Tussock Trailing at Welcome Rock
6am, even before the keas start pecking our campervan roof and the bellbirds start warbling, we have hit the Milford Road. We’re leaving the stunning mountainous landscape and the rainforest of the Milford Sound Lodge and heading onto more Southland adventures.
The three-hour drive (what were we thinking?!?) along the Milford Road with the sun blasting its first rays of light on the high mountaintops before passing through Te Anau and various farm towns, we reach the small Southland town of Athol. We are meeting Tom and his WWOOFer, Harry, to do a hike on the Welcome Rock Trails.
The Nevis Road
But the driving mission is not over yet! No! We are now following Tom and Harry to the beginning of the Nevis Road, just outside of Garston. The Nevis Road is a single gravel road with more twists and turns uphill than our camper can handle. It’s then all into Tom’s car for the final push to the Welcome Rock Trails.
As we have discovered time and time again, the journey is always an adventure in itself. As we steadily climb the Slate Range, we get a better vantage point of the lush green pastoral land backed by mountains that get more dramatic in the distance. Sheep and lambs lazily get off the road as we approach, while we also have a few gates to open and close until we get too alpine for the sheep to bother with.
The Welcome Rock Trails
Mountain bikers get prepared in the car next to us as we park up at the Ski Hut, whereas we put a backpack on our back and use our two legs to tackle the choice of a day loop or a multi-day excursion on the 27km of trail ahead of us. Like always on our 365 days doing 365 activities, we take the day-loop option.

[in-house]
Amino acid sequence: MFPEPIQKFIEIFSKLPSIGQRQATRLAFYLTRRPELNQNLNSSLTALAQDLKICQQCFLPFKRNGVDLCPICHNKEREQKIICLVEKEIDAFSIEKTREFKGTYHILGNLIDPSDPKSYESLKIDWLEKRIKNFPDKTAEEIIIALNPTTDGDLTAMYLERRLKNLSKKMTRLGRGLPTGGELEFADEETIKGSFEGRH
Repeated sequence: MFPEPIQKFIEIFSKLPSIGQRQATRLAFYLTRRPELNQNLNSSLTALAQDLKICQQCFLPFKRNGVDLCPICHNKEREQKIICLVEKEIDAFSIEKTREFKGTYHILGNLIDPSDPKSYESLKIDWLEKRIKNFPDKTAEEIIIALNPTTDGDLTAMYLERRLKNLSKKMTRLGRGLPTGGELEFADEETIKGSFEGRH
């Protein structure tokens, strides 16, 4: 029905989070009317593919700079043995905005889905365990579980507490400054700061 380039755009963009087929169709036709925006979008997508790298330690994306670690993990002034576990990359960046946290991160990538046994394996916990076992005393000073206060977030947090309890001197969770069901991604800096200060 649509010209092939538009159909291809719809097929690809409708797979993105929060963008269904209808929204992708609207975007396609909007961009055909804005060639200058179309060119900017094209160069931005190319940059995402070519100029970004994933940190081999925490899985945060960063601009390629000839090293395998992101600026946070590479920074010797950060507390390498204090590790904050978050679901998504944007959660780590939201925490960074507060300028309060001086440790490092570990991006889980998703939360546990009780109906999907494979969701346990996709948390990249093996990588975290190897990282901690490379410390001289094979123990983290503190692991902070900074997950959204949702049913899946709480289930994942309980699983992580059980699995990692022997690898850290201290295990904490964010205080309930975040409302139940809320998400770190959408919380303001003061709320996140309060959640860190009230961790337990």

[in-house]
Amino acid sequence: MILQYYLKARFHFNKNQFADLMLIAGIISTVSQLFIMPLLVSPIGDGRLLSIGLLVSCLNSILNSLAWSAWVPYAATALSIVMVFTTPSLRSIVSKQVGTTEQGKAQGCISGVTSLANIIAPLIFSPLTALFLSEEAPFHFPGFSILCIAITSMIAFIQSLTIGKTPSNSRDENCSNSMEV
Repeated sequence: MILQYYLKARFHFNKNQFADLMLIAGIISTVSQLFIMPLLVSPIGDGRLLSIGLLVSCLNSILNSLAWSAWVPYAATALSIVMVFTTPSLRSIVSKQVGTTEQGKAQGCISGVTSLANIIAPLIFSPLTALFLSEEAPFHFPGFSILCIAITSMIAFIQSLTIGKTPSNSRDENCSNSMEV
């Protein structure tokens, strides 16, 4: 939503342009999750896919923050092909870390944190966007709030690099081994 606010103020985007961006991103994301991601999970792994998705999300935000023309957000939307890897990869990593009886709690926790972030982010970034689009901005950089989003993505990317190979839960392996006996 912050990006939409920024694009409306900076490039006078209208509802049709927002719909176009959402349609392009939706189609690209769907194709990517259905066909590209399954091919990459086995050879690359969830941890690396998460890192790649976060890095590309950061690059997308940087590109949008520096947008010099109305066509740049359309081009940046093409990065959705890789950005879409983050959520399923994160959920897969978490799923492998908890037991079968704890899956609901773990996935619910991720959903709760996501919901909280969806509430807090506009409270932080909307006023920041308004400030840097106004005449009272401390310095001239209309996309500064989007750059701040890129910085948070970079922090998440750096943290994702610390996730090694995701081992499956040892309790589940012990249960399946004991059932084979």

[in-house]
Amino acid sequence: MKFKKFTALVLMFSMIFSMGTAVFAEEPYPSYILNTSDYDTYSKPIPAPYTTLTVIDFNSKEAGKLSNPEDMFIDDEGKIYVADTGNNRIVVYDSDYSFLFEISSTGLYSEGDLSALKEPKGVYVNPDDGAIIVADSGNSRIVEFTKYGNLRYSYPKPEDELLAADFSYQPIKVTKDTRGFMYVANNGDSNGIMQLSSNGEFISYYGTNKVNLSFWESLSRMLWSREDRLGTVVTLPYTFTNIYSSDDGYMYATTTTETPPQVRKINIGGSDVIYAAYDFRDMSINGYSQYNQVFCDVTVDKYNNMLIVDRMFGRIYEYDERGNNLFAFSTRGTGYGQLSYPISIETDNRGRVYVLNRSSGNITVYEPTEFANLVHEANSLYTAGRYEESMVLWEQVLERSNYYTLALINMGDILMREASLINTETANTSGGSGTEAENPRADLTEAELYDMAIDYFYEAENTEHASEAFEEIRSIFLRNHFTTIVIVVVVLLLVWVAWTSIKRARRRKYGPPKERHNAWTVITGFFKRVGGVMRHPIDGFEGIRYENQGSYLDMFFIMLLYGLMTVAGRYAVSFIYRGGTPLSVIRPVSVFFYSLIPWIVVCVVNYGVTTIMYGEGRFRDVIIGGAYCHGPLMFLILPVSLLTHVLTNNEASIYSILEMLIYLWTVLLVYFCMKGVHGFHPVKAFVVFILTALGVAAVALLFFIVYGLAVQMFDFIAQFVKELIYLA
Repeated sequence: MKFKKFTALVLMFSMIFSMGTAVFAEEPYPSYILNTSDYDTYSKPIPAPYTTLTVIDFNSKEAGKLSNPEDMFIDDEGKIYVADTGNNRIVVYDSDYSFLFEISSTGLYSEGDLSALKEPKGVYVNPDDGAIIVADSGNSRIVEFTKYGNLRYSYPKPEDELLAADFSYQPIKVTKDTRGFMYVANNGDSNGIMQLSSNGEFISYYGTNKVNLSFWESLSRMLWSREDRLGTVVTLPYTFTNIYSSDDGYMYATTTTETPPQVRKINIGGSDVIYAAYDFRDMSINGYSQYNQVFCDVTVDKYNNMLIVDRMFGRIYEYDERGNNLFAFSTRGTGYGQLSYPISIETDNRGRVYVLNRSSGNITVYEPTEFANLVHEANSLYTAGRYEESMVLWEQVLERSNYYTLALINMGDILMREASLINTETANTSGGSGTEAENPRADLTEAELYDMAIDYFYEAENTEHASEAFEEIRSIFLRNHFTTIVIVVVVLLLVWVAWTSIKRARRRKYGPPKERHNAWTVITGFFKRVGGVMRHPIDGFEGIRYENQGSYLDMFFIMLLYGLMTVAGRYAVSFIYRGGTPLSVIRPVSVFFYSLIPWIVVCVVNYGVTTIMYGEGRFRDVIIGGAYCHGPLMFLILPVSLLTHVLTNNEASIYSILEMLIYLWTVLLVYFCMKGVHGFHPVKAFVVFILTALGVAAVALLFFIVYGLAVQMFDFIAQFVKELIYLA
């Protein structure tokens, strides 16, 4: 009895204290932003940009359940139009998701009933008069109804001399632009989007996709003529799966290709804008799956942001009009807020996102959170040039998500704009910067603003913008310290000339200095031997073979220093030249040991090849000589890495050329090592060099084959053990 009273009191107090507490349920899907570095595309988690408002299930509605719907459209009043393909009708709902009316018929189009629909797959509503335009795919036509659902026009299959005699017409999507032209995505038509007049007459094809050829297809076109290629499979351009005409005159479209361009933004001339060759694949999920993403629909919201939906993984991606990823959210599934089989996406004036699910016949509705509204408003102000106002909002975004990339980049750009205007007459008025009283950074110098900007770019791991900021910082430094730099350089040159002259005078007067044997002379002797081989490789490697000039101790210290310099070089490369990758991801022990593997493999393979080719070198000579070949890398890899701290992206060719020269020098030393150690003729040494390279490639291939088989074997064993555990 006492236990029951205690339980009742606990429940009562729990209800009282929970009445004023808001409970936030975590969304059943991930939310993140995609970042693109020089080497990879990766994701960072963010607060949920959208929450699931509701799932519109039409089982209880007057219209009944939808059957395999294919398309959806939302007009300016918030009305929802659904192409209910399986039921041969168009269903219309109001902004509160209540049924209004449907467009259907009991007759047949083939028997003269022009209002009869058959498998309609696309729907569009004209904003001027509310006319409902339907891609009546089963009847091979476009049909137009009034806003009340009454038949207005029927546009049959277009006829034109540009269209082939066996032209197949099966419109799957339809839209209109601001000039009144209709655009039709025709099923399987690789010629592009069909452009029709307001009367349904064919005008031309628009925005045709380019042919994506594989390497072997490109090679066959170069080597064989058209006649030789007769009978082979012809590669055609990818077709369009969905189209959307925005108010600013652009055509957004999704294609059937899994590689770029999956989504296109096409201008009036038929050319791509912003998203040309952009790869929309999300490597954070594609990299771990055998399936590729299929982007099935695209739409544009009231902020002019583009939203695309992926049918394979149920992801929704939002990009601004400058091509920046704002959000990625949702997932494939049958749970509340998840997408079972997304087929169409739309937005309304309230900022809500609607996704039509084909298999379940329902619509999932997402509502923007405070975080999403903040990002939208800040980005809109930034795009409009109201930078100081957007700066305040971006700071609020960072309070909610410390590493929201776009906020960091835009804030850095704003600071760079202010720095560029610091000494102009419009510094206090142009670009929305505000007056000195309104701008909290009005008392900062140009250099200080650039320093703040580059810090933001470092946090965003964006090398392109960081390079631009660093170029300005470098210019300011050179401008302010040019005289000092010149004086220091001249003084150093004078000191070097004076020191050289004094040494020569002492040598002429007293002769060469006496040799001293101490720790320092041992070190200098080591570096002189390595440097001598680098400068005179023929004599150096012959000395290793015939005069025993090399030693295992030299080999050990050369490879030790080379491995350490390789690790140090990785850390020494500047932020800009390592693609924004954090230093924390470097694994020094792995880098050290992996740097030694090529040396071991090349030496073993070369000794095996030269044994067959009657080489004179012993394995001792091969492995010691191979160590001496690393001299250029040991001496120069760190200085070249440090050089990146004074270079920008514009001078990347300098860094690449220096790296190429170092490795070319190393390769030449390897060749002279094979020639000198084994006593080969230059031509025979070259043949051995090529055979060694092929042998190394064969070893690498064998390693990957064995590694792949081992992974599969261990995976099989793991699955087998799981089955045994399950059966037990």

And we’re off! Welcome Rock is the first dot on the map and our first destination. Tom tells us how it took him two years to hand pick the trails over this land that was once used during the Central Otago gold mining era but has since been left to the elements, farmers and Tom’s pickax.
In this sub-alpine land, we hike along tussock-filled mountain tops exposed to a light wind hitting us. The track winds so one moment you are looking uphill at the yellow and dry-looking tussock, then the next moment you are facing the phenomenal views of green grassy flatland covered in the white dots of sheep and all the way to the snowy Eyre Mountains. It’s a landscape we haven’t yet hiked on this gap year so far, so we are taking in every moment of it!
Welcome to Welcome Rock
Now and then, we’ll come to a rocky outcrop. We’re just expecting an orc to be hiding behind it! In fact, despite the Welcome Rock Trails being relatively new on the hiking and mountain biking scene of Southland, the landscape has certainly seen its fair share of filmmakers and photographers as their backdrop to advertisements and whatever else. We have to agree, even moron tourists like us find it impossible to take a bad photo up here.
One rock that stands out is, weirdly enough, Welcome Rock itself! The huge black rocky outcrop marks the highest point of the trail at 1,130m.